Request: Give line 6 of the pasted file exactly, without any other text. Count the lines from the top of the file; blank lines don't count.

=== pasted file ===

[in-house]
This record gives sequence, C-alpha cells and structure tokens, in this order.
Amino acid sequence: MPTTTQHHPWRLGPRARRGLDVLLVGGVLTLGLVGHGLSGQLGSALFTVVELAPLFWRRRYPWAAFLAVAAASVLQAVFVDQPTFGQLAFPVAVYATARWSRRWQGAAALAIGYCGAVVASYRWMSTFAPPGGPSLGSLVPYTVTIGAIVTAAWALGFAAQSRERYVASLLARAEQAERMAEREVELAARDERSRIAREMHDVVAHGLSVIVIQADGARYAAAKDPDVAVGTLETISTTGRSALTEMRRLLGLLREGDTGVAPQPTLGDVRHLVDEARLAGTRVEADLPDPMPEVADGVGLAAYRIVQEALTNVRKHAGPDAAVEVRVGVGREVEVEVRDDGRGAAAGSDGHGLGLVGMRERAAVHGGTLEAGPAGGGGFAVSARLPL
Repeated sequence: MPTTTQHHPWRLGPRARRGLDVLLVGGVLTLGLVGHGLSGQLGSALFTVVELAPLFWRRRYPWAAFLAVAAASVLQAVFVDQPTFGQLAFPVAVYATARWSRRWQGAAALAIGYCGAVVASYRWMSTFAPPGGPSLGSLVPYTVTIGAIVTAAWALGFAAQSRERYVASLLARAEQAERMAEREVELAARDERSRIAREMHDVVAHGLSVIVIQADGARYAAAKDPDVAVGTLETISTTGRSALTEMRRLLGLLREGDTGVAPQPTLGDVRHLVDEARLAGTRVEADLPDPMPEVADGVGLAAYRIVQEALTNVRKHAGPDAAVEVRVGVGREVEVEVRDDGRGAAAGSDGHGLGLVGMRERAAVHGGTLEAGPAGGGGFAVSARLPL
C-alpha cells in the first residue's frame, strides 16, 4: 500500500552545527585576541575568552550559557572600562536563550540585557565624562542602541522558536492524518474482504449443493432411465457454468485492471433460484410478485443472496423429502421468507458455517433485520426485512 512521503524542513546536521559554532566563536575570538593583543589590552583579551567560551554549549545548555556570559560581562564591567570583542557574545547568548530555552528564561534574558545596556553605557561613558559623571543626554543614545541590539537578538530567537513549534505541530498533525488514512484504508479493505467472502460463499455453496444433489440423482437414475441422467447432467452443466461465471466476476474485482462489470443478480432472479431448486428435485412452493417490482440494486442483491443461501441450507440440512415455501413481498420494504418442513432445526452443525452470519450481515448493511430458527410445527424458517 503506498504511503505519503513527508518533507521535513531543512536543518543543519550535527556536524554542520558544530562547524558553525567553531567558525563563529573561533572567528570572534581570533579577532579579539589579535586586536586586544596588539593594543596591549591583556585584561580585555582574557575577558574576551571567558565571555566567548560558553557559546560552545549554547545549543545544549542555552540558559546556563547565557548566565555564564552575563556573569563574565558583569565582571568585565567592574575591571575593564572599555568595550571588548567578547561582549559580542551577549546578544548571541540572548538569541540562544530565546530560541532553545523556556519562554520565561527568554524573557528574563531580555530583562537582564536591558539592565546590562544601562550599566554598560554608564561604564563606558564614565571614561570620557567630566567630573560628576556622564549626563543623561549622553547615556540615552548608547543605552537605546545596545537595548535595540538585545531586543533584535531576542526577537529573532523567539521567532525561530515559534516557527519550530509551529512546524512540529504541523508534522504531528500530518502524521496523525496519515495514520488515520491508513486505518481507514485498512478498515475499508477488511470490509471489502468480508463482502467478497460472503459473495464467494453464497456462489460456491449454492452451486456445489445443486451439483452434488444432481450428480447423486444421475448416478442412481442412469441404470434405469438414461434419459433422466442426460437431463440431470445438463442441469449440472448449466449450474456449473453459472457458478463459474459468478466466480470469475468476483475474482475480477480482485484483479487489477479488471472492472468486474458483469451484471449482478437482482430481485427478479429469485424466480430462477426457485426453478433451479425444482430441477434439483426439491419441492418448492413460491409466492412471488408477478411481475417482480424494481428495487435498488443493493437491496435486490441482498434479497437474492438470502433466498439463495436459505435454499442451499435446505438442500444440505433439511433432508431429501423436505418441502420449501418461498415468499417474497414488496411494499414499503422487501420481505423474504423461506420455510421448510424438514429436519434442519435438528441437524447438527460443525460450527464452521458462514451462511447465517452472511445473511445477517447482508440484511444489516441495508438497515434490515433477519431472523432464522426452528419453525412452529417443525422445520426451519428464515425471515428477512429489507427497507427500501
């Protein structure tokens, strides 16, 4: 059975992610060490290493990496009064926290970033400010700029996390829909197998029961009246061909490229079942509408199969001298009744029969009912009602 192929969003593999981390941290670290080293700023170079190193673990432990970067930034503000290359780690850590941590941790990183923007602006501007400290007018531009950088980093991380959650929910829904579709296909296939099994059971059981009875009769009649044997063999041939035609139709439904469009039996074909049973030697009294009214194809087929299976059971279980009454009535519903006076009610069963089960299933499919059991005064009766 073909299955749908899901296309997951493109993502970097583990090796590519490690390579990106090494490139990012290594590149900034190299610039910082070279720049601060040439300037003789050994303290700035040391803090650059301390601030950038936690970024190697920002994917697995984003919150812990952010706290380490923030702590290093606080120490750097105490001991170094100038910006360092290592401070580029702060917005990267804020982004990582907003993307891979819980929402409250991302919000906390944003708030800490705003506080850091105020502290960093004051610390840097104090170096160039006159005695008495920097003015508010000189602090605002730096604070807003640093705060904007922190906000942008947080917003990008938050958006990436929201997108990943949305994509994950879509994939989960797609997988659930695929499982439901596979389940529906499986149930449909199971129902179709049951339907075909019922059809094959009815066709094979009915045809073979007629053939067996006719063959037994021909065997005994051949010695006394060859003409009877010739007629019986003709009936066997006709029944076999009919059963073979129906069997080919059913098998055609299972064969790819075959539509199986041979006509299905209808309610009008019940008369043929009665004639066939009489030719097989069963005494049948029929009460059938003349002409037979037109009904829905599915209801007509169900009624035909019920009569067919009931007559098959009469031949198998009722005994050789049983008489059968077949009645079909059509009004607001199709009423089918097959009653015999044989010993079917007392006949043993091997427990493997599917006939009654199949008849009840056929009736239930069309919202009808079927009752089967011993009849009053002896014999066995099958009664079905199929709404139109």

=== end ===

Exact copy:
């Protein structure tokens, strides 16, 4: 059975992610060490290493990496009064926290970033400010700029996390829909197998029961009246061909490229079942509408199969001298009744029969009912009602 192929969003593999981390941290670290080293700023170079190193673990432990970067930034503000290359780690850590941590941790990183923007602006501007400290007018531009950088980093991380959650929910829904579709296909296939099994059971059981009875009769009649044997063999041939035609139709439904469009039996074909049973030697009294009214194809087929299976059971279980009454009535519903006076009610069963089960299933499919059991005064009766 073909299955749908899901296309997951493109993502970097583990090796590519490690390579990106090494490139990012290594590149900034190299610039910082070279720049601060040439300037003789050994303290700035040391803090650059301390601030950038936690970024190697920002994917697995984003919150812990952010706290380490923030702590290093606080120490750097105490001991170094100038910006360092290592401070580029702060917005990267804020982004990582907003993307891979819980929402409250991302919000906390944003708030800490705003506080850091105020502290960093004051610390840097104090170096160039006159005695008495920097003015508010000189602090605002730096604070807003640093705060904007922190906000942008947080917003990008938050958006990436929201997108990943949305994509994950879509994939989960797609997988659930695929499982439901596979389940529906499986149930449909199971129902179709049951339907075909019922059809094959009815066709094979009915045809073979007629053939067996006719063959037994021909065997005994051949010695006394060859003409009877010739007629019986003709009936066997006709029944076999009919059963073979129906069997080919059913098998055609299972064969790819075959539509199986041979006509299905209808309610009008019940008369043929009665004639066939009489030719097989069963005494049948029929009460059938003349002409037979037109009904829905599915209801007509169900009624035909019920009569067919009931007559098959009469031949198998009722005994050789049983008489059968077949009645079909059509009004607001199709009423089918097959009653015999044989010993079917007392006949043993091997427990493997599917006939009654199949008849009840056929009736239930069309919202009808079927009752089967011993009849009053002896014999066995099958009664079905199929709404139109």